• Vision to transform Peddocks into island retreat

    By: Drew Karedes

    Updated:

    BOSTON - Peddocks Island is the second largest of the 34 Boston Harbor Islands network, but the Department of Conservation and Recreation says it’s one of the least visited.

    And yet, everyone isn’t accepting a plan to drastically change that with open arms.

    Step on board to the daily direct ferry that leaves here every morning, from Long Wharf to Peddocks Island, and you’ll get there in less than an hour.

    Several thousand people make the journey there every summer, but the state agency that owns the island would like to increase that number to at least tens of thousands — which they say requires a big change. 

    It’s a quick escape from that city that’s home to some of Robbie LaChance’s fondest childhood memories.

    “The escape from the hustle and bustle of the city," said Lachance. "There’s a certain kind of calm you get when you get there."

    "It’s just beautiful," he said. 

    The natural, lush beauty of Peddocks Island is one of its main draws for camping trips.

    A bird's eye view from Sky25 gives you a glimpse of another attraction: its history, home to Fort Andrews and a collection of World War II-era structures. 

    A vision for new development on that same land is not sitting well with LaChance, who helped create the Save Peddocks Island page on Facebook, which has received more than 500 likes.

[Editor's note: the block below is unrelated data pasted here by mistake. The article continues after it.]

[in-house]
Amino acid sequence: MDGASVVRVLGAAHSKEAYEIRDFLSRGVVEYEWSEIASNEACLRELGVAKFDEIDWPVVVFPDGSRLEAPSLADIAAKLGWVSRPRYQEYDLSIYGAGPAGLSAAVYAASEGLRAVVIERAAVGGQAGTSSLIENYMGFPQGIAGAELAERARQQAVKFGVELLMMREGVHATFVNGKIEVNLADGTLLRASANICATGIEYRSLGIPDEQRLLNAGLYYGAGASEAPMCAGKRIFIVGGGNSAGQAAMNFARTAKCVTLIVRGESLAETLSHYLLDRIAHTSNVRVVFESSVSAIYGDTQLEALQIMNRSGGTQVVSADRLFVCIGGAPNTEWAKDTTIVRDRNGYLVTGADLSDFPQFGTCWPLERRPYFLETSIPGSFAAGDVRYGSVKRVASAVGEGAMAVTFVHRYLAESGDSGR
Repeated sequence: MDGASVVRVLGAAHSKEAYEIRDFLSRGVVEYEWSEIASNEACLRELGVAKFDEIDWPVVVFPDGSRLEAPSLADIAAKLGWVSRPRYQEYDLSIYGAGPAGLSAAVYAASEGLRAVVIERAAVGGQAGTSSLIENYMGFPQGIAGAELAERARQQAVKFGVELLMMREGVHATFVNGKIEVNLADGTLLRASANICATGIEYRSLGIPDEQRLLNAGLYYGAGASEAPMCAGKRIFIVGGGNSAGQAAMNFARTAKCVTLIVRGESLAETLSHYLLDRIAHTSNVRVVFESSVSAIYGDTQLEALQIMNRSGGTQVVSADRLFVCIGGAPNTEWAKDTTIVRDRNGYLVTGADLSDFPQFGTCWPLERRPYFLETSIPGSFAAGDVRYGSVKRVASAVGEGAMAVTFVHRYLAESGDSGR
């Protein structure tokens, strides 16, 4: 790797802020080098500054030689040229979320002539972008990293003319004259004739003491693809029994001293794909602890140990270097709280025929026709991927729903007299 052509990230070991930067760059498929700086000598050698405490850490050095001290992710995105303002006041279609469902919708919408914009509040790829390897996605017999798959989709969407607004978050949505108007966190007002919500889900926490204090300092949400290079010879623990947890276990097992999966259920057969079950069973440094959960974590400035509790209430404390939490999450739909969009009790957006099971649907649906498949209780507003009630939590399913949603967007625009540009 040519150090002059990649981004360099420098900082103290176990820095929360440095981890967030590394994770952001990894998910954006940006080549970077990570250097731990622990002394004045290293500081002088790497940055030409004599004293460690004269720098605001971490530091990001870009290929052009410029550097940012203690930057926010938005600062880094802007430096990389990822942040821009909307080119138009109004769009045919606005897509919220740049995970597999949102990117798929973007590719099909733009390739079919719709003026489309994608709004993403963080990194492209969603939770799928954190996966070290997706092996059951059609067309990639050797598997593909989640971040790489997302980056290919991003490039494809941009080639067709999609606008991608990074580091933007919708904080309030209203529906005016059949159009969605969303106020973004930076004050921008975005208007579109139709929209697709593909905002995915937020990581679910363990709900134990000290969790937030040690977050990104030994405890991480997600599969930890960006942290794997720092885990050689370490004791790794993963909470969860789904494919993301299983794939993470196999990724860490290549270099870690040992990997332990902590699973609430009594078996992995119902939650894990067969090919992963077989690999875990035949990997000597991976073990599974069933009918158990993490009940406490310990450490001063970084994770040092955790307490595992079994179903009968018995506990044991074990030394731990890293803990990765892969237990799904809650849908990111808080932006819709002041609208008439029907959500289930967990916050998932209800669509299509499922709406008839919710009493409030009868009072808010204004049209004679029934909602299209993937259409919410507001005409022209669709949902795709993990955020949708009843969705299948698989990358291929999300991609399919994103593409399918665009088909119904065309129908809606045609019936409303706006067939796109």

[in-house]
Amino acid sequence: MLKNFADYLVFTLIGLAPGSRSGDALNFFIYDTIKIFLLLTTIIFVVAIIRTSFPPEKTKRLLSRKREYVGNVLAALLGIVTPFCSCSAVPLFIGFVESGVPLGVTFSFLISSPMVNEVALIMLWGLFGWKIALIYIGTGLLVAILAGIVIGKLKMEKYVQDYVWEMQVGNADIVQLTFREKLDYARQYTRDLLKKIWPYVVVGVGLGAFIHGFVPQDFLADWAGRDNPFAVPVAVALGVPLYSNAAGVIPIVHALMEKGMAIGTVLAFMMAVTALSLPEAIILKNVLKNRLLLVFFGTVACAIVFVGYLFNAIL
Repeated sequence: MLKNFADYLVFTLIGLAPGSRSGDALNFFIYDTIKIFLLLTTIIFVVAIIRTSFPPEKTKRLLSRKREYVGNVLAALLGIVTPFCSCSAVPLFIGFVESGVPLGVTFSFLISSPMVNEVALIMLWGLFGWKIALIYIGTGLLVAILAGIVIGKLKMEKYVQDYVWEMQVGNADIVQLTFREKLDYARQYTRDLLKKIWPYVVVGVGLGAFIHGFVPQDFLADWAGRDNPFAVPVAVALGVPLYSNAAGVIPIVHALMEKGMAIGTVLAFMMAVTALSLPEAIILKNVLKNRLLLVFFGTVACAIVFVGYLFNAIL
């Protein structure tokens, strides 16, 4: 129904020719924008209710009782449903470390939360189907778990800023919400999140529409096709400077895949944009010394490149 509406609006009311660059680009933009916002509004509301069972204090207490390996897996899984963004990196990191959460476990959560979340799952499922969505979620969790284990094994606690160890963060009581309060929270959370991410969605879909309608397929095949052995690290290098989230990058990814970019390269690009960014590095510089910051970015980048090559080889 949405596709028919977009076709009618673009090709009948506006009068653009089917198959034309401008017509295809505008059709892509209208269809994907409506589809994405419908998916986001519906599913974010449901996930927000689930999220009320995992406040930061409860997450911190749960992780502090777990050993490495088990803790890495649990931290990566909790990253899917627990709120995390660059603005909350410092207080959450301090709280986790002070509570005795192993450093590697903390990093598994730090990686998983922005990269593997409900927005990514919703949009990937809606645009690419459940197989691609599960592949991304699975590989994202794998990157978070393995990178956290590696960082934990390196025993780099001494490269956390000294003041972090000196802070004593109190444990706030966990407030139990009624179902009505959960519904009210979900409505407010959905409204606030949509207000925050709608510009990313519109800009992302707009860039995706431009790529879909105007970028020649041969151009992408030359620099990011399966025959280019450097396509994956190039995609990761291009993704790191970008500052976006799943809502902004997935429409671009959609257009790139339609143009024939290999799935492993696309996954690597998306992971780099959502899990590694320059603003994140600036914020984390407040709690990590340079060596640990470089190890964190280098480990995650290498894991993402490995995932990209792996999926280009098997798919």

"We’re in strict opposition of what Boston Harbor now wants to do," LaChance said. 

    "We just say keep it the same, preserve the history, the natural beauty of it," he said. 

    Kathy Abbott is president and CEO of Boston Harbor Now, the nonprofit that’s managing the contract to develop the island on behalf of the DCR.

    "There’s been a general interest in trying to bring Peddocks into the mainstream of the islands," Abbott said. 

    Peddocks Island, located between Quincy and Hull, is the second largest of the 34 Boston Harbor Islands Network. But Abbott says its one of the least visited. Last year, 3,559 people visited the island, down from 4,992 the previous year.

    "This is the only island with these old historic fort buildings that could conceivably be adaptively reused for everything from youth hostel to inn to B&B to spa," Abbott said. 

    The island, that’s only about a 30-minute ferry ride from Boston, is already equipped with electrical service, sewer and public water.

    Abbott says money made on increased visitation would be reinvested to maintain the islands.

    In addition to a luxury hotel, a spa and a waterfront café, there are also proposals to add a research facility and a place to host educational programming for continued growth in the future.

    "Peddocks Island, we hope, is going to be one of the premier places that people go to find that kind of rest and relaxation," Abbott said. 

    LaChance disagrees. He says new buildings and hotels would detract from the natural scenery and history of Peddocks.

    Boston Harbor Now has already hosted several open houses to get input for its Peddocks Island Vision Plan and it’s still asking for the public’s opinion through its online survey.

    It’s hoping to have a plan crafted by the end of the year.

    According to Boston Harbor Now, $15 million was spent over the last 15 years to clean up and preserve Fort Andrews on Peddocks Island

    “One of the only ways we can save the historic resources that we’ve already invested in preserving is to continue to find uses for those so the roofs don’t rot again,” explained Abbott. 

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